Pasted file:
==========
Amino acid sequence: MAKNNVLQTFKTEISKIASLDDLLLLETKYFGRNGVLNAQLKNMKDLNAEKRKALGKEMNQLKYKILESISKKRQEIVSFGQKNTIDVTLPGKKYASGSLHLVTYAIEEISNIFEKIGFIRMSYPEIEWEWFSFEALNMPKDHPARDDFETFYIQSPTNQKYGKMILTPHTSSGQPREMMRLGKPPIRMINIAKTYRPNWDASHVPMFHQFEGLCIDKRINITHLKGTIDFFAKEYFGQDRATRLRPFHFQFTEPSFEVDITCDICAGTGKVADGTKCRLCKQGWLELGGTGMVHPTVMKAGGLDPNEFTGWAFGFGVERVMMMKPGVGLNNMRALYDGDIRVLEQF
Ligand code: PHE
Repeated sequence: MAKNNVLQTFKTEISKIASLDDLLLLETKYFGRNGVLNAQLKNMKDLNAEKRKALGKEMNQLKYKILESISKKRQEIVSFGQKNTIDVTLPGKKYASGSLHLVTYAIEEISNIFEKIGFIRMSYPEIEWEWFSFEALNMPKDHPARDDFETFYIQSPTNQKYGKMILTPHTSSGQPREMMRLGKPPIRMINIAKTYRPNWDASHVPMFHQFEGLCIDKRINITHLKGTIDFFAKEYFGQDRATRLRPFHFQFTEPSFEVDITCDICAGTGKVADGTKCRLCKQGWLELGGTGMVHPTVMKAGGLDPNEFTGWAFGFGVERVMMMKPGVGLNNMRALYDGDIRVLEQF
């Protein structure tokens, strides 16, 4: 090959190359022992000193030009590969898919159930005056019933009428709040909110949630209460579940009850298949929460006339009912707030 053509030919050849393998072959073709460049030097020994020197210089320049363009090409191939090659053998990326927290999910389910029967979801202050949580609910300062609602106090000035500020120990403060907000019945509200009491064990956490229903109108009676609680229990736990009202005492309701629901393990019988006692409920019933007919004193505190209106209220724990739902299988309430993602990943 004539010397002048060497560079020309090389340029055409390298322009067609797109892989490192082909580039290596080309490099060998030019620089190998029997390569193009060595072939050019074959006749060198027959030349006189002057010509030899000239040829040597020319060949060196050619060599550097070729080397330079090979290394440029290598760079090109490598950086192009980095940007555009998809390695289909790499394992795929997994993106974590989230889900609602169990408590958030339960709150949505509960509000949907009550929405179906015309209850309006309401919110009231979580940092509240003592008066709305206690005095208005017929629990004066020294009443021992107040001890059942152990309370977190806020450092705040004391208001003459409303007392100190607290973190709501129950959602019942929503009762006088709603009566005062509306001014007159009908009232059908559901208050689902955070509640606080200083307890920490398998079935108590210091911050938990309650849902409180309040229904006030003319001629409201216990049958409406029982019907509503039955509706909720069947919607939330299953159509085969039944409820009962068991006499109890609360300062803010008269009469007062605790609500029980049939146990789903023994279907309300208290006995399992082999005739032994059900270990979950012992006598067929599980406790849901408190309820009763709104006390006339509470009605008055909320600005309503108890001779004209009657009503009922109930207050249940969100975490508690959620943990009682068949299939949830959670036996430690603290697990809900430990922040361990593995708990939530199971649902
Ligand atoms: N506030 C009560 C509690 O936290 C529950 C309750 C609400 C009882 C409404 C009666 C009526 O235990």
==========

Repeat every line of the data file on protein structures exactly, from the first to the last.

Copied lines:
Amino acid sequence: MAKNNVLQTFKTEISKIASLDDLLLLETKYFGRNGVLNAQLKNMKDLNAEKRKALGKEMNQLKYKILESISKKRQEIVSFGQKNTIDVTLPGKKYASGSLHLVTYAIEEISNIFEKIGFIRMSYPEIEWEWFSFEALNMPKDHPARDDFETFYIQSPTNQKYGKMILTPHTSSGQPREMMRLGKPPIRMINIAKTYRPNWDASHVPMFHQFEGLCIDKRINITHLKGTIDFFAKEYFGQDRATRLRPFHFQFTEPSFEVDITCDICAGTGKVADGTKCRLCKQGWLELGGTGMVHPTVMKAGGLDPNEFTGWAFGFGVERVMMMKPGVGLNNMRALYDGDIRVLEQF
Ligand code: PHE
Repeated sequence: MAKNNVLQTFKTEISKIASLDDLLLLETKYFGRNGVLNAQLKNMKDLNAEKRKALGKEMNQLKYKILESISKKRQEIVSFGQKNTIDVTLPGKKYASGSLHLVTYAIEEISNIFEKIGFIRMSYPEIEWEWFSFEALNMPKDHPARDDFETFYIQSPTNQKYGKMILTPHTSSGQPREMMRLGKPPIRMINIAKTYRPNWDASHVPMFHQFEGLCIDKRINITHLKGTIDFFAKEYFGQDRATRLRPFHFQFTEPSFEVDITCDICAGTGKVADGTKCRLCKQGWLELGGTGMVHPTVMKAGGLDPNEFTGWAFGFGVERVMMMKPGVGLNNMRALYDGDIRVLEQF
């Protein structure tokens, strides 16, 4: 090959190359022992000193030009590969898919159930005056019933009428709040909110949630209460579940009850298949929460006339009912707030 053509030919050849393998072959073709460049030097020994020197210089320049363009090409191939090659053998990326927290999910389910029967979801202050949580609910300062609602106090000035500020120990403060907000019945509200009491064990956490229903109108009676609680229990736990009202005492309701629901393990019988006692409920019933007919004193505190209106209220724990739902299988309430993602990943 004539010397002048060497560079020309090389340029055409390298322009067609797109892989490192082909580039290596080309490099060998030019620089190998029997390569193009060595072939050019074959006749060198027959030349006189002057010509030899000239040829040597020319060949060196050619060599550097070729080397330079090979290394440029290598760079090109490598950086192009980095940007555009998809390695289909790499394992795929997994993106974590989230889900609602169990408590958030339960709150949505509960509000949907009550929405179906015309209850309006309401919110009231979580940092509240003592008066709305206690005095208005017929629990004066020294009443021992107040001890059942152990309370977190806020450092705040004391208001003459409303007392100190607290973190709501129950959602019942929503009762006088709603009566005062509306001014007159009908009232059908559901208050689902955070509640606080200083307890920490398998079935108590210091911050938990309650849902409180309040229904006030003319001629409201216990049958409406029982019907509503039955509706909720069947919607939330299953159509085969039944409820009962068991006499109890609360300062803010008269009469007062605790609500029980049939146990789903023994279907309300208290006995399992082999005739032994059900270990979950012992006598067929599980406790849901408190309820009763709104006390006339509470009605008055909320600005309503108890001779004209009657009503009922109930207050249940969100975490508690959620943990009682068949299939949830959670036996430690603290697990809900430990922040361990593995708990939530199971649902
Ligand atoms: N506030 C009560 C509690 O936290 C529950 C309750 C609400 C009882 C409404 C009666 C009526 O235990």